This went awesome, but what about response times and error rates?

Response Times

The error rate was 0.
The response time peak was 1.6 sec at 240users/second, which is pretty high.
The average response time was 733ms which also is considerably higher than most other.

Our goal is to keep the response time below 250ms, which means our upper limit would be 120users per second or 7200 in a minute (if we assume uniform distribution on interval between 0 and 60 seconds). If the number of users / visitors increases more than 120/second, we should upgrade our server probably with additional RAM memory (1GB+), so we can maintain the response time within the desired range and keep our customers bright and happy.

Upgrading the Rackspace server is very straightforward and fast process, but for now, this hardware configuration is plenty enough.

What’s on tap?

Reduce the load
Currently our marketing site and web-app are on the same physical machine, however, as the number of visitors/customers increases, we plan to separate them on different machines and reduce the load.

Cloud files via CDN
Cloud files is a service of Rackspace that provides an online storage for files which can be delivered across the globe at blazing speeds over Akamai’s content delivery network (CDN). This CDN caches content at global edge locations saving users time as the requested content is received from within the region instead of coming from the origin server. Let me explain what it means.

The cloud files keep caches of the web-app files (Images, CSS, JavaScript etc.) at different locations around the world and are served depending on the user’s current location. For example, if the user/visitor is located in India, than the content will be requested from the nearest data server in Asia; or if the user is in Germany, the files will be requested from the data server in Europe, regardless if the origin server is located in Chicago, Illinois, US.


Invoicebus creates database backups on a daily basis and here’s how: The backup procedure is scheduled automatically at a specific time of the day when the traffic is least congested, and the server is minimally engaged. The whole database is archived, encrypted (additionally), and uploaded to cloud flies, thereafter replicated to 8 datacenters across the globe on 3 different continents:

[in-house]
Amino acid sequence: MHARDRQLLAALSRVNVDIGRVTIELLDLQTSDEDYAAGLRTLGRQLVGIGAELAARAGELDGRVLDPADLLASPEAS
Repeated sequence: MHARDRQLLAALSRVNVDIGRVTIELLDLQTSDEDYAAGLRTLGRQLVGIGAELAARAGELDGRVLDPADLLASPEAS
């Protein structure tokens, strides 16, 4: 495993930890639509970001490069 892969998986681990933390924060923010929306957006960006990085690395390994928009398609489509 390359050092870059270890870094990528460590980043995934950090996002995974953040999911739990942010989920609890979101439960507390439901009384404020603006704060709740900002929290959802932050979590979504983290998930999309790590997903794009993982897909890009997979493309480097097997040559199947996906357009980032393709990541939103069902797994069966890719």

Data backup is replicated in 8 different locations around the world

North America:

Grapevine, TX;
Richardson, TX;
Chicago, IL;
Herndon, VA;
Ashburn, VA;

London, UK;
Slough, UK;
Hong Kong

The data in each of these 8 nodes is mirrored to three storage disks instantly with dual power supplies and round the clock surveillance.

We’ve been keeping backups from the very first day, which means today we have exactly 94 copies of the database for all of our users, regardless if they run a premium or free plan. If the database drastically increases in future, we plan to implement additional logic for creating backups only from the new or modified data, and not the whole data set.

I believe I’ve covered the most interesting aspects and techniques we’ve been using for our hosting and I hope you’ll find some of them useful.

Now it’s your turn.
Have any suggestions or personal experiences with cloud serves?
Share with us your story; we’re eager to hear how you manage your hosting and backups.

Stefan Chachovski
Co-founder of Invoicebus. Huge lover of nature, science, and chocolate cherry cordials. He occasionally writes on this blog about Invoicebus' stuff. Hello him on Twitter or subscribe to his updates on Facebook.
Stefan Chachovski